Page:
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Park City, Utah

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Welcome to my website.

Located conveniently in downtown Park City, the Law Office of Robert A. Youngberg works for clients in Summit, Wasatch and Salt Lake counties.

Mission Statement: To provide clients with prompt, quality legal work on a confidential basis and in a cost-effective and ethical manner.

I focus my experience in the following important areas of law:

  • Business law and business organizations
  • Contracts
  • Securities and business finance
  • Probate
  • Estate planning, including wills and trusts
  • Oil and gas law

 For those who prefer the convenience of legal services without meetings, I am available for consultation - as well as ongoing legal work - by telephone, fax and email.

Call and ask for a copy of my client newsletter. Short and easy to read, each newsletter has helpful information on a topic you may have questions about: wills, probate, living trusts, organizing a business, and securities.

Fees: Call and explain your legal needs. In most cases, I can give you a quote for a fixed fee. That way, you know how much the work will cost before it starts. Clients find my fees affordable.




Estate Planning Considerations For 2011

Although I provide clients with a variety of legal services, one area of law has become especially important for clients since January 2010: estate planning.

A typical estate plan includes a will, a financial power of attorney, and a directive for health care. Other tools include trusts and gifts, to lawfully shelter assets from taxes. If you are thinking about Estate Planning, Trusts, Wills or Probate, and would like more information, please send me a note requesting one of my client newsletters. I will be happy to send you a copy, with no obligation to you.

THE NEW LAW

Many clients have asked about a new law that affects estate planning. On December 17, 2010, the President signed the new Tax Relief, Unemployment Insurance Reauthorization, and Job Creation Act of 2010. The new law imposes a 35% maximum estate and gift tax rate, subject to a $5 million exclusion amount. I provide below a summary of the law's provisions affecting estate planning.

BACKGROUND

In 2001, Congress made significant changes to the tax laws, including a phased-in repeal of the estate and generation-skipping transfer taxes. However, many of those changes were scheduled to end in 2010. As a result, without Congressional action, the estate and generation-skipping transfer taxes would have returned to pre-2001 levels. To avoid these changes, Congress on December 17, 2010 made further significant changes, which I outline below.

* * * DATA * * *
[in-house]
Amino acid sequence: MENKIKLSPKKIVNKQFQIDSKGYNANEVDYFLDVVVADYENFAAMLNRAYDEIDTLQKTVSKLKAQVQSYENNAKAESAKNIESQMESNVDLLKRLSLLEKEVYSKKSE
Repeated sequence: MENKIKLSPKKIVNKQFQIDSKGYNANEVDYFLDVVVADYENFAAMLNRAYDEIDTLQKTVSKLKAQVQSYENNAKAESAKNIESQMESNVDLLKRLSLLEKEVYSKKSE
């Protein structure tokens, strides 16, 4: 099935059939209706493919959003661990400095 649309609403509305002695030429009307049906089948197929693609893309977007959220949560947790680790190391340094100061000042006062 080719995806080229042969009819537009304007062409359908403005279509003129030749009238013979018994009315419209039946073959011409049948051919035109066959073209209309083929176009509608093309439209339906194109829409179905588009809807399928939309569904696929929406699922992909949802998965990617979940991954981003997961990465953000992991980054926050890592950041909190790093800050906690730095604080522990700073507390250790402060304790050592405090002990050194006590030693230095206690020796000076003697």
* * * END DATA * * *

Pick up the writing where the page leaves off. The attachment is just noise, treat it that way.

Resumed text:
ESTATE, GIFT AND GENERATION-SKIPPING TRANSFER TAX PROVISIONS

A. TEMPORARY ESTATE AND GIFT TAX RELIEF

Under the 2001 legislation, the estate tax and the generation-skipping transfer (“GST”) tax were repealed for decedents dying and generation-skipping transfers made in 2010. Congress did not repeal the gift tax but reduced the maximum gift tax rate for transfers in 2010 to 35% and provided for a $1 million exemption amount. The tax reductions were scheduled to expire on December 31, 2010, which would have resulted in the reinstatement of the prior law (i.e., a 55% maximum tax rate and $1 million exemption amount from each of estate, gift and GST tax).

The new law enacted on December 17, 2010 reinstates the estate tax for individuals dying in 2010 and sets a 35% estate tax rate and $5 million exemption amount in 2010, 2011 and 2012. Significantly, with respect to the estates of decedents dying in 2010, the executor may elect to apply the provisions of the 2001 law, instead of the provisions of the new law, which would result in no estate tax and the imposition of the carryover basis provisions of the old law otherwise applicable in 2010.

The new law also reinstates the GST tax on generation-skipping transfers in 2010, with a $5 million exemption amount. Beginning on January 1, 2011, the GST tax rate increases to 35%, and the exemption amount remains $5 million.

The new law leaves unchanged the 35% gift tax rate and $1 million exemption amount in 2010. Beginning on January 1, 2011, the gift tax exemption amount increases to $5 million (and is thus “reunified” with the estate and GST exemption amounts). The estate, gift and GST exemption amounts are all indexed for inflation beginning in 2012.

B. BASIS IN PROPERTY RECEIVED FROM DECEDENT 

Before 2010, an individual inheriting appreciated assets was entitled to a “step up” in the income tax basis of such assets, giving the individual a basis in the property equal to the fair market value at the decedent’s death (or an alternative valuation date chosen by the executor). Recipients of property at a decedent’s death would receive a tax basis in such property equal to the lesser of the decedent’s adjusted basis or the fair market value of the property at the decedent’s death. This permitted a decedent’s executor to allocate a $1.3 million increase in basis to certain appreciated property passing to any person and an additional $3 million increase in basis to certain appreciated property passing to the decedent’s spouse or to the trustee of a marital trust for the spouse’s benefit.

The new law restores the step up in basis of inherited assets to fair market value, but the carryover basis regime will apply to a decedent dying in 2010 for which an election to apply the 2001 law is made.

C. PORTABILITY OF UNUSED EXEMPTION BETWEEN SPOUSES